National Register Listings in
Rich County, Utah

The Great Salt Lake is the largest saltwater lake in the Western Hemisphere, covering more than 1,700 square miles. It is saltier than the ocean and is a popular tourist attraction.
Rich County is located in northern Utah and was named after its prominent pioneer settlement, Richville. The area was originally inhabited by the Shoshone and Ute Native American tribes. In the early 19th century, fur trappers and explorers began venturing into the region, including famous trapper Jim Bridger. The first permanent settlers arrived in the 1860s, and by 1864, Richville was established as an organized community.

Rich County played a significant role in the development of Utah. The county's primary industry was agriculture, with farmers cultivating wheat, barley, and other crops. The settlers also raised livestock and established dairy farms. Rich County was known for its pristine meadows and fertile land, attracting more settlers to the area.

In the late 19th century, mining became an important industry in Rich County. Deposits of lead, copper, and other minerals were discovered, leading to the establishment of several mining communities such as St. John, Argenta, and Garden City. Mining provided employment opportunities and boosted the local economy. However, the mining industry faced challenges, including fluctuating mineral prices and the depletion of resources, causing some communities to decline.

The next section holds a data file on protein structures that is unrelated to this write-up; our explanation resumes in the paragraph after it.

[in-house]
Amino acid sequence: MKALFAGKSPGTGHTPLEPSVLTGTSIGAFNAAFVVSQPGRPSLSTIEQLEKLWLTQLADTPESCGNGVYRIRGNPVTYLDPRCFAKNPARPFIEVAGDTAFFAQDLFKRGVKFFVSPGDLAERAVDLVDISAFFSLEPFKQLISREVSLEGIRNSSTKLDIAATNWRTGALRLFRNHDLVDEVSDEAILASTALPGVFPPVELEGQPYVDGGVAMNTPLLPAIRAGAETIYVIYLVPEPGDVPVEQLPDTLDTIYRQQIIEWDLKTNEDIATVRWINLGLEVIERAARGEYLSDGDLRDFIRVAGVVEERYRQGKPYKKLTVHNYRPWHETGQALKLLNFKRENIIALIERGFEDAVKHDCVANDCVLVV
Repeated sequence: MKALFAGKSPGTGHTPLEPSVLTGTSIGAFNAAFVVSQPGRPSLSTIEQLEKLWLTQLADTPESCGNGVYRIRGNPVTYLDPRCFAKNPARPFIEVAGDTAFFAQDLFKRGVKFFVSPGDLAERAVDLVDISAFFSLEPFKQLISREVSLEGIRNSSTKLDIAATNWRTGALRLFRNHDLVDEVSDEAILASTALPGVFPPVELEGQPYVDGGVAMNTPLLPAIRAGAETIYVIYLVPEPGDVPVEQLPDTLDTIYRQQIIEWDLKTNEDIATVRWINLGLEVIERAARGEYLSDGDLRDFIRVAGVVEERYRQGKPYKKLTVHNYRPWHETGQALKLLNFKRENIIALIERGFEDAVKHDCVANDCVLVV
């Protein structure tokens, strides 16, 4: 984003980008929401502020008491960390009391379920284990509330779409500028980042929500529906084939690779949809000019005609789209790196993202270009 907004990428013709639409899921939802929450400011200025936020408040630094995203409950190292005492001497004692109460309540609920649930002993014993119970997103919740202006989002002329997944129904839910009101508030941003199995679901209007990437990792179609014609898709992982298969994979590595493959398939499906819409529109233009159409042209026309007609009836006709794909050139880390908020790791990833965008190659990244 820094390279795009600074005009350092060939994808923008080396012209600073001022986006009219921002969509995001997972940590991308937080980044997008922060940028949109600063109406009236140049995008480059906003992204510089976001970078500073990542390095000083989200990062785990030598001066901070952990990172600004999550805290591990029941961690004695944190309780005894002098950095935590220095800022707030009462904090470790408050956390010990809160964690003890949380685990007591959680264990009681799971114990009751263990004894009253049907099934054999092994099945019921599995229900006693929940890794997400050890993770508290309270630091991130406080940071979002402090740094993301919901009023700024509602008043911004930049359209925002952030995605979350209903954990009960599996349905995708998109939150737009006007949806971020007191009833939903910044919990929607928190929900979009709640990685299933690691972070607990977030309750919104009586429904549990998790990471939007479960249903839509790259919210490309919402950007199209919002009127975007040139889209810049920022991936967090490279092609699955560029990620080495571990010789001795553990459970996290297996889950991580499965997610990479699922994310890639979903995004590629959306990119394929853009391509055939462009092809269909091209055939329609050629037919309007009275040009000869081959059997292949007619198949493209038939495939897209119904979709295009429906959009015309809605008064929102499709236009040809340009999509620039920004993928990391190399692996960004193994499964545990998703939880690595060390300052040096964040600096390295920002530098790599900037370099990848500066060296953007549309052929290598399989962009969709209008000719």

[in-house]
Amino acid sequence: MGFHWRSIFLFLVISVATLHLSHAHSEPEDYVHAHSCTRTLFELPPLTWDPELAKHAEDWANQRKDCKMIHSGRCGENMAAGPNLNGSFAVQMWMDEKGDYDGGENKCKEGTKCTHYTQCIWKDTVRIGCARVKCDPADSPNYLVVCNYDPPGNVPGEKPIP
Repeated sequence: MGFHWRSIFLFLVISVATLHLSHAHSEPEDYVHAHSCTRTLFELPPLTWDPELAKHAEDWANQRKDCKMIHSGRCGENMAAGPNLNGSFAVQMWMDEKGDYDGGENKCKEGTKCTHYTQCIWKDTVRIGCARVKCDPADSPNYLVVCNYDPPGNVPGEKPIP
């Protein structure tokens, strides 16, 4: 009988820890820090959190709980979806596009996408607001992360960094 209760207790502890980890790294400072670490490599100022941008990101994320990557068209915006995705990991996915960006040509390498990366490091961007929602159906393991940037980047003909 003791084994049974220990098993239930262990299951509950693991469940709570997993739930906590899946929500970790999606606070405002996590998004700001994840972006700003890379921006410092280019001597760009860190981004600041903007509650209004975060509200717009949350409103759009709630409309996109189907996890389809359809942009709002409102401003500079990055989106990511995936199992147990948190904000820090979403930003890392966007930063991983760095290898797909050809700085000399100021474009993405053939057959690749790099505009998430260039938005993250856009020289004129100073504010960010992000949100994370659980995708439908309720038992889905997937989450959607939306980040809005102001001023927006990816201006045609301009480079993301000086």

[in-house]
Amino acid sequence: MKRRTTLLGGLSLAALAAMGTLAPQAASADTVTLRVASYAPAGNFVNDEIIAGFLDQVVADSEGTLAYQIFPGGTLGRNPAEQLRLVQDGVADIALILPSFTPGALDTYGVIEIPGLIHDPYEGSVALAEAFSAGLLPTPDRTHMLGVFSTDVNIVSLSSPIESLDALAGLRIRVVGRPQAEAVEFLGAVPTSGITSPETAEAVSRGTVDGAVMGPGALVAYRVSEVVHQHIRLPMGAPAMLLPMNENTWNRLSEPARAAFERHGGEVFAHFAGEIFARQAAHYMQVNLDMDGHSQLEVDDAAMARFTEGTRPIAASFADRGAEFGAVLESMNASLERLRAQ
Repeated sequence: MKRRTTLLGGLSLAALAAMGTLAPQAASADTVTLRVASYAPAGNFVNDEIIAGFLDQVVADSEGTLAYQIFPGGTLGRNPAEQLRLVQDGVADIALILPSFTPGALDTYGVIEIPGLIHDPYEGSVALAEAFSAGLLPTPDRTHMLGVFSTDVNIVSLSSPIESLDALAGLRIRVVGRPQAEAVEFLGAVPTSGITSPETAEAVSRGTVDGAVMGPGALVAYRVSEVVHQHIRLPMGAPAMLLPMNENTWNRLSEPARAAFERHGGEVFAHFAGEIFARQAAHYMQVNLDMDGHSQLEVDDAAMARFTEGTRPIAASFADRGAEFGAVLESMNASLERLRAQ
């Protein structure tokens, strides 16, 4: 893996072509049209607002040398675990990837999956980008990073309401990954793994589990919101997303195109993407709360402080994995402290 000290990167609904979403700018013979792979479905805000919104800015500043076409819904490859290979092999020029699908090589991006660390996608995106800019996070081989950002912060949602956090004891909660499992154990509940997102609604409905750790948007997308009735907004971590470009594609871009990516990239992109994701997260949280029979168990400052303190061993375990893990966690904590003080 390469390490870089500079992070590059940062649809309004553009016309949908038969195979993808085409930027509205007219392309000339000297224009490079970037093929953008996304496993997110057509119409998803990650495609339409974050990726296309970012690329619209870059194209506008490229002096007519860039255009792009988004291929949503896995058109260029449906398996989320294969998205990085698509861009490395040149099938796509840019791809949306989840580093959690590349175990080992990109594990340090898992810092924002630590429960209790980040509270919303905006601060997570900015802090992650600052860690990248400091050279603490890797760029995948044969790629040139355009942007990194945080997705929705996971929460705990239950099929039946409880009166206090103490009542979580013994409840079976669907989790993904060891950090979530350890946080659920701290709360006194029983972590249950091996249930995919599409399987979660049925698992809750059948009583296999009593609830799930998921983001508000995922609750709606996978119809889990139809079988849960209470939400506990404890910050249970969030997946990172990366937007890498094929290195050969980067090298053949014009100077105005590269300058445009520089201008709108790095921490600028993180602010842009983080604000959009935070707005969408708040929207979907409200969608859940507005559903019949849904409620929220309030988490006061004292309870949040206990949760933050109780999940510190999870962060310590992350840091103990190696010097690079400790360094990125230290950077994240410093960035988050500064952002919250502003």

Today, Rich County maintains its agricultural heritage while also benefiting from tourism. The area offers picturesque landscapes, outdoor recreational activities, and access to the Bear Lake, known as the "Caribbean of the Rockies" due to its turquoise blue waters. The county hosts various events throughout the year, attracting visitors from nearby cities and states. Rich County continues to grow slowly and is known for its small-town charm and natural beauty.

This timeline provides a glimpse into the major events and milestones that have shaped the history of Rich County, Utah.

  • 1840: The first fur trappers visit the area that is now Rich County
  • 1864: Rich County is officially founded
  • 1865: The first permanent settlement, Laketown, is established
  • 1867: Randolph is founded as another settlement in Rich County
  • 1880: The population of Rich County reaches its peak at around 3,600 people
  • 1895: The Uinta National Forest is established, covering a large portion of Rich County
  • 1927: Bear Lake State Park is created, providing recreational opportunities for Rich County residents
  • 1956: Sage grouse, a bird native to Rich County, is declared the official state bird of Utah
  • 1971: The town of Woodruff is incorporated
  • 1996: The Bear Lake Monster Summer Festival begins, celebrating the local legend of the Bear Lake Monster